Cobble Creek residents packed the house Tuesday evening during Montrose City Council’s regular meeting.

A total of 15 Cobble Creek residents utilized their allotted three minutes during the public comment portion of the meeting to express their grievances and concerns surrounding Matt Miles’ development of the HUB at Montrose Crossing, a proposed 500-unit apartment complex. Some residents provided city councilors with printed handouts of their speeches while another resident brought in a poster with a map of the neighborhood.

Cobble Creek HOA Chairman and member of the HOA HUB Opposition Committee Stan Grigg expressed that creating high density lots immediately adjacent to low density lots “should be avoided” and that the density of residents needs to be feathered — or gradually transitioned between areas with a low density of residents to areas with high density. He added that “the density along property lines should be no more than two categories different.”

Resident Cathy Hoffman was concerned about bias on the part of city councilors, saying that as a low density subdivision, Cobble Creek shouldn’t be next to a high density addition. She added that “influential developers” were a part of the 2040 Comprehensive plan, which has “weakened and dropped key protections for property owner and increased taxpayer burden while strengthening developer power.”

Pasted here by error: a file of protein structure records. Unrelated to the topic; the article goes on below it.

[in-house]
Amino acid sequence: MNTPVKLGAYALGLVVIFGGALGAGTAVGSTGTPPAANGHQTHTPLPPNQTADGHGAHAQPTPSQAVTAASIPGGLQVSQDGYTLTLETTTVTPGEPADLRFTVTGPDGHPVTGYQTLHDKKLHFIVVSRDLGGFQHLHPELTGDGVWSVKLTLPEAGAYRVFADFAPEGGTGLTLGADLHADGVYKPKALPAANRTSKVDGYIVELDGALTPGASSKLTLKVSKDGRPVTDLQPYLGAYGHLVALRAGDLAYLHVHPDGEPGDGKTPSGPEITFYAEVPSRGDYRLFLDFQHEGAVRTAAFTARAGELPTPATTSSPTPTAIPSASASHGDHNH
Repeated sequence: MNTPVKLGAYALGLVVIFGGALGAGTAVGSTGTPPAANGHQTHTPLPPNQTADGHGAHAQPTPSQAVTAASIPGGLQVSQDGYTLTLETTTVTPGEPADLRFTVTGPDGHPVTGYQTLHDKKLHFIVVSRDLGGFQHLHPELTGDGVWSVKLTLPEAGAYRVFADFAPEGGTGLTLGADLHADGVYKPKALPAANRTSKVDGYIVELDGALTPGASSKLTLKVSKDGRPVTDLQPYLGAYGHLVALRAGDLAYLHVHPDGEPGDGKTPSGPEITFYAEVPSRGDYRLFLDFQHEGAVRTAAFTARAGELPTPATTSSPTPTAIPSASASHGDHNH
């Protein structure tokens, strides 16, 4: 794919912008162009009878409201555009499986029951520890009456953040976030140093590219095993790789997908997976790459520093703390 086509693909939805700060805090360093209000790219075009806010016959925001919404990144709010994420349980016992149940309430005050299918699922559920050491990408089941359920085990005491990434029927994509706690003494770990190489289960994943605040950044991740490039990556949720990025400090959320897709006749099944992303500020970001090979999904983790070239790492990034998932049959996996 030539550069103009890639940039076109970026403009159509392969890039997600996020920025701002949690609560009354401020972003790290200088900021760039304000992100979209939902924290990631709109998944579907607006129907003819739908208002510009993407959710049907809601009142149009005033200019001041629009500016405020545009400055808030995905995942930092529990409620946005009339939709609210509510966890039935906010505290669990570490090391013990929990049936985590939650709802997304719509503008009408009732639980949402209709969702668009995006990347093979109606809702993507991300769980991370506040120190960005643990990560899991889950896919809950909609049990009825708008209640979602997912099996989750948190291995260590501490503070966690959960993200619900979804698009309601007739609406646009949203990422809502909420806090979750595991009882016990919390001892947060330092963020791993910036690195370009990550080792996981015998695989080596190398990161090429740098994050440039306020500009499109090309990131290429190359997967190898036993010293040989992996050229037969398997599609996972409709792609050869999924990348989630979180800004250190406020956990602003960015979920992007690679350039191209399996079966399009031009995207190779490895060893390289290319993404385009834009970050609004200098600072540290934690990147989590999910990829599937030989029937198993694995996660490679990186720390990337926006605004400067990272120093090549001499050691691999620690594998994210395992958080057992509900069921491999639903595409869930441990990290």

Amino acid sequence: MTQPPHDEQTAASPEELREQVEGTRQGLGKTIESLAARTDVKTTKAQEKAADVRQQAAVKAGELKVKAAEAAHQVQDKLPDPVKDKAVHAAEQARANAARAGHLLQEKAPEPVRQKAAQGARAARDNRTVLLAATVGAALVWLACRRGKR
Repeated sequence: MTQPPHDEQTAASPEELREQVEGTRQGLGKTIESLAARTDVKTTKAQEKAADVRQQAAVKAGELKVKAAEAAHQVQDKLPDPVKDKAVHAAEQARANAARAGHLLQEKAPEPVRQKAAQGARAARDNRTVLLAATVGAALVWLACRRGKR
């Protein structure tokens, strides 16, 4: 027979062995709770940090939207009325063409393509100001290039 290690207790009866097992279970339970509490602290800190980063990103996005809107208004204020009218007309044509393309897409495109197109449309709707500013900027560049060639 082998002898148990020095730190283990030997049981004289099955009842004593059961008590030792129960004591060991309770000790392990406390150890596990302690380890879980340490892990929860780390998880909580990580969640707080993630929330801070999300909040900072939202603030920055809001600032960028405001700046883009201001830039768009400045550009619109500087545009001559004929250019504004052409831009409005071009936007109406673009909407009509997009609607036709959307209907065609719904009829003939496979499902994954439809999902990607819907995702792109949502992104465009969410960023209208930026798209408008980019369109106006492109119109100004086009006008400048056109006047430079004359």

Other residents said that the larger projects within use-by-right properties circumvented the City Council processes and weakened the role of city councilors.

Some residents added that allowing Miles to continue with the development would present an example of how the City Council can be deemed irrelevant in concern to larger projects.

Residents also expressed concerns that the housing development would scare off anyone considering moving to Montrose and may lead to a distrust in the city.

Resident Mike Weber asked that city councilors add in language from the 2008 Comprehensive Plan from section 6.2 “Growth paying its own way,” where city staff outlined “providing infrastructure to support growth must not place a financial burden on the City or residents. Montrose needs to ensure that development does not place an undue burden on its fiscal capability before the development project produces a self-sustaining revenue stream.”

Weber said that eliminating the section from the 2040 Comprehensive Plan “directly conflicts” with the principal within the previous plan.

Overall, residents asked city councilors to rescind the city’s commitment to the HUB project and asked why the city budgeted $2.4 million to a financially successful developer.

At it currently stands, Miles is expected to pull the planned development application and move forward with a straight zone, conforming use-by-right project at market rate pricing. A single, 160-unit building is planned to be built across from Spruce Point, alongside 6450 Road, as part of Phase 1.

Cassie Knust is a staff writer for the Montrose Daily Press.

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